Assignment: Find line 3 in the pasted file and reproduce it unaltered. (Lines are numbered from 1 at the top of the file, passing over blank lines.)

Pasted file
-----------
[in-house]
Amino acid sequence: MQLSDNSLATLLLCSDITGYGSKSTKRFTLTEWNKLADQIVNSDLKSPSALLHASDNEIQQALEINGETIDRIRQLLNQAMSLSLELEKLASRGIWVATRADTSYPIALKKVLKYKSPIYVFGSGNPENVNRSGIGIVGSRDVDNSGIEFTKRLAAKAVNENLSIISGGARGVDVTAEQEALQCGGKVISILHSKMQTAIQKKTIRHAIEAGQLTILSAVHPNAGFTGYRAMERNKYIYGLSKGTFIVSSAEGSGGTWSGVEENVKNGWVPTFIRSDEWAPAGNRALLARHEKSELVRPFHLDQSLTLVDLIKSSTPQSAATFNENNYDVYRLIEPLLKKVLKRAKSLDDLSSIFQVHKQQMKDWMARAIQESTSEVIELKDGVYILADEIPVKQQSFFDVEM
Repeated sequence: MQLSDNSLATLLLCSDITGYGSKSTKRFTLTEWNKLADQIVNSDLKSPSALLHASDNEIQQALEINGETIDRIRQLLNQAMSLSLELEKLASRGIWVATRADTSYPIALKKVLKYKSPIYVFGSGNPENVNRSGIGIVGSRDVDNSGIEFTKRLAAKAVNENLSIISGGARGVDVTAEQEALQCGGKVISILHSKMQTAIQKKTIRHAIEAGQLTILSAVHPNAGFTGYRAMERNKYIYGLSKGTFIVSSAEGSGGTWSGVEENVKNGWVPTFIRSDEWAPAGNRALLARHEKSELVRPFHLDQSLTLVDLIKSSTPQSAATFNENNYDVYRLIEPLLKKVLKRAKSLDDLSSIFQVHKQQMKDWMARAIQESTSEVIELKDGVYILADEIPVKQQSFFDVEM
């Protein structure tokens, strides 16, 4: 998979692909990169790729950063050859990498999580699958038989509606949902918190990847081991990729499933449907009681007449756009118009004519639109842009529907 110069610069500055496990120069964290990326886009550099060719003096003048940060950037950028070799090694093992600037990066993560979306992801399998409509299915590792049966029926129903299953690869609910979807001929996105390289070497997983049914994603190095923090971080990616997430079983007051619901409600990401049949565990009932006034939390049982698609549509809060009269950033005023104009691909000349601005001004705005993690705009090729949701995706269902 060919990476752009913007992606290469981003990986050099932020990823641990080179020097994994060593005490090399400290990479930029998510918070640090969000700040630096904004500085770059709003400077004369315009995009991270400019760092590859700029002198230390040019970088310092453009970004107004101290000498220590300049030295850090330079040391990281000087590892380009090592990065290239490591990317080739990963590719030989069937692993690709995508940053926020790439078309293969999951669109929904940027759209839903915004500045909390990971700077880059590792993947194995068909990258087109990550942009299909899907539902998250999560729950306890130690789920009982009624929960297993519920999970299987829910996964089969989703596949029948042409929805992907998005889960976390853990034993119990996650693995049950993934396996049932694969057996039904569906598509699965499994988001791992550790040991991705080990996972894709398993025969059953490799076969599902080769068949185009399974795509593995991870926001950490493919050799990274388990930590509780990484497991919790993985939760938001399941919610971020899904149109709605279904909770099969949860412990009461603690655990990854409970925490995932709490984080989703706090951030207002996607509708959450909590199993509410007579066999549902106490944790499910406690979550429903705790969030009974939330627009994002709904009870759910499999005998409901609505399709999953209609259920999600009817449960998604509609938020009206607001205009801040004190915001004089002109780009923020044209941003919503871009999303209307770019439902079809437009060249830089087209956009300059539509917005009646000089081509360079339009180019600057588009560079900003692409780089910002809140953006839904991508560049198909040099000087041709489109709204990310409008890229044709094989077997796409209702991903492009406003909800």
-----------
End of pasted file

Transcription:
Repeated sequence: MQLSDNSLATLLLCSDITGYGSKSTKRFTLTEWNKLADQIVNSDLKSPSALLHASDNEIQQALEINGETIDRIRQLLNQAMSLSLELEKLASRGIWVATRADTSYPIALKKVLKYKSPIYVFGSGNPENVNRSGIGIVGSRDVDNSGIEFTKRLAAKAVNENLSIISGGARGVDVTAEQEALQCGGKVISILHSKMQTAIQKKTIRHAIEAGQLTILSAVHPNAGFTGYRAMERNKYIYGLSKGTFIVSSAEGSGGTWSGVEENVKNGWVPTFIRSDEWAPAGNRALLARHEKSELVRPFHLDQSLTLVDLIKSSTPQSAATFNENNYDVYRLIEPLLKKVLKRAKSLDDLSSIFQVHKQQMKDWMARAIQESTSEVIELKDGVYILADEIPVKQQSFFDVEM